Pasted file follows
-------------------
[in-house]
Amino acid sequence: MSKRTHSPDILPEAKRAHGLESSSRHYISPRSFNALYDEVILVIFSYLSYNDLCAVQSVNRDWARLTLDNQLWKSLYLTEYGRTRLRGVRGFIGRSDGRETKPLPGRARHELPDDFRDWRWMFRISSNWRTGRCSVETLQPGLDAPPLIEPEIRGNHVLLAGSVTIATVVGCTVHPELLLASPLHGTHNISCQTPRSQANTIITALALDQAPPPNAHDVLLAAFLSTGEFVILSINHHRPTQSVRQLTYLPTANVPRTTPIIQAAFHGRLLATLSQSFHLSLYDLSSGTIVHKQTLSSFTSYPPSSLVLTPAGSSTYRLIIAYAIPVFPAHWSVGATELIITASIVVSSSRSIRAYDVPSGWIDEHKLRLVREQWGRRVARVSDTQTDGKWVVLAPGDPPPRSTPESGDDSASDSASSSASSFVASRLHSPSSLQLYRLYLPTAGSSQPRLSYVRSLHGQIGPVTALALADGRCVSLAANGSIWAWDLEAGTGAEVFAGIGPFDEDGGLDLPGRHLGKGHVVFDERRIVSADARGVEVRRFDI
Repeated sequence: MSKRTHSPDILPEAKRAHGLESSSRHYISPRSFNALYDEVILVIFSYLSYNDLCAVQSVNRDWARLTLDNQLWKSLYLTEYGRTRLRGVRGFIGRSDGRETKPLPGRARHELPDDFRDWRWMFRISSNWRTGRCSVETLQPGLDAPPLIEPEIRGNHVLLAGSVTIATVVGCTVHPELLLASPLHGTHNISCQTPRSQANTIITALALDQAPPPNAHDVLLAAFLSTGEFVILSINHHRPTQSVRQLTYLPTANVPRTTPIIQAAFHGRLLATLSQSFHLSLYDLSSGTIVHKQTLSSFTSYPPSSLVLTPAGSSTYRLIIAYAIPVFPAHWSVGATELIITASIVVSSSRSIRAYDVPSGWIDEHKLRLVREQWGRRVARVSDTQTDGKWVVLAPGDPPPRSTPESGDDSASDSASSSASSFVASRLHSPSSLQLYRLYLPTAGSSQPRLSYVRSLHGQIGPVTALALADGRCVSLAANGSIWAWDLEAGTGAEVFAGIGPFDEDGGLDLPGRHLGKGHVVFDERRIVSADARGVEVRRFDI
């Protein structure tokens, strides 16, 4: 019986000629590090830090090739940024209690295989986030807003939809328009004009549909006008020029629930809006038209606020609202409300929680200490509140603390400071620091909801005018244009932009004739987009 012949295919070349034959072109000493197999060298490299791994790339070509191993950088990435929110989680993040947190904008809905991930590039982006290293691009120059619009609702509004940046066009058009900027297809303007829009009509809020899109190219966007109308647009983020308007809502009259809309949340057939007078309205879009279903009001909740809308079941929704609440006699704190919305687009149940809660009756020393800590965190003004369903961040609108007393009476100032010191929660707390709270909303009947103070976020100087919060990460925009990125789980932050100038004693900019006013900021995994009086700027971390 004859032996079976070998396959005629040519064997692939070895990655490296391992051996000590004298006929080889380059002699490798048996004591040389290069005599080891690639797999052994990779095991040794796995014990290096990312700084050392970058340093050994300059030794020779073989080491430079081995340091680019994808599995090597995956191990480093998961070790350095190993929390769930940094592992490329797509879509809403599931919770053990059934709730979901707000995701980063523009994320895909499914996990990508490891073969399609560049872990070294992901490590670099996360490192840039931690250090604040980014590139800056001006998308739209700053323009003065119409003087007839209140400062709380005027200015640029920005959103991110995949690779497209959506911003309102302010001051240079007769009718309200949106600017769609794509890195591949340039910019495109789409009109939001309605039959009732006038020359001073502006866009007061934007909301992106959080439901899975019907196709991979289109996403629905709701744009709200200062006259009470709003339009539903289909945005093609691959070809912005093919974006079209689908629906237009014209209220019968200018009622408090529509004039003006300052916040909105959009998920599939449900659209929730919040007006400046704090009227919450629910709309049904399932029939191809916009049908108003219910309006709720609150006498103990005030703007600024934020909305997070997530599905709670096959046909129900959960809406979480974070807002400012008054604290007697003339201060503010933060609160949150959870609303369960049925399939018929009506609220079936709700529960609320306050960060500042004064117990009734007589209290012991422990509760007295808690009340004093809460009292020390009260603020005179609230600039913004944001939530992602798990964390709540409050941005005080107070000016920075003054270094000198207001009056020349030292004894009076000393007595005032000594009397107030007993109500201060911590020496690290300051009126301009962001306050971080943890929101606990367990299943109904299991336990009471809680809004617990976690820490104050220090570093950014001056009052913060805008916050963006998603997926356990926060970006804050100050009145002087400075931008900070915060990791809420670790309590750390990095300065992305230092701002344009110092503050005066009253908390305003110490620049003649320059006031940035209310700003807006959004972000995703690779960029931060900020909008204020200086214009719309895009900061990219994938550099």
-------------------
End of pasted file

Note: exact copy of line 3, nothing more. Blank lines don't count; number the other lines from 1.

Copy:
Repeated sequence: MSKRTHSPDILPEAKRAHGLESSSRHYISPRSFNALYDEVILVIFSYLSYNDLCAVQSVNRDWARLTLDNQLWKSLYLTEYGRTRLRGVRGFIGRSDGRETKPLPGRARHELPDDFRDWRWMFRISSNWRTGRCSVETLQPGLDAPPLIEPEIRGNHVLLAGSVTIATVVGCTVHPELLLASPLHGTHNISCQTPRSQANTIITALALDQAPPPNAHDVLLAAFLSTGEFVILSINHHRPTQSVRQLTYLPTANVPRTTPIIQAAFHGRLLATLSQSFHLSLYDLSSGTIVHKQTLSSFTSYPPSSLVLTPAGSSTYRLIIAYAIPVFPAHWSVGATELIITASIVVSSSRSIRAYDVPSGWIDEHKLRLVREQWGRRVARVSDTQTDGKWVVLAPGDPPPRSTPESGDDSASDSASSSASSFVASRLHSPSSLQLYRLYLPTAGSSQPRLSYVRSLHGQIGPVTALALADGRCVSLAANGSIWAWDLEAGTGAEVFAGIGPFDEDGGLDLPGRHLGKGHVVFDERRIVSADARGVEVRRFDI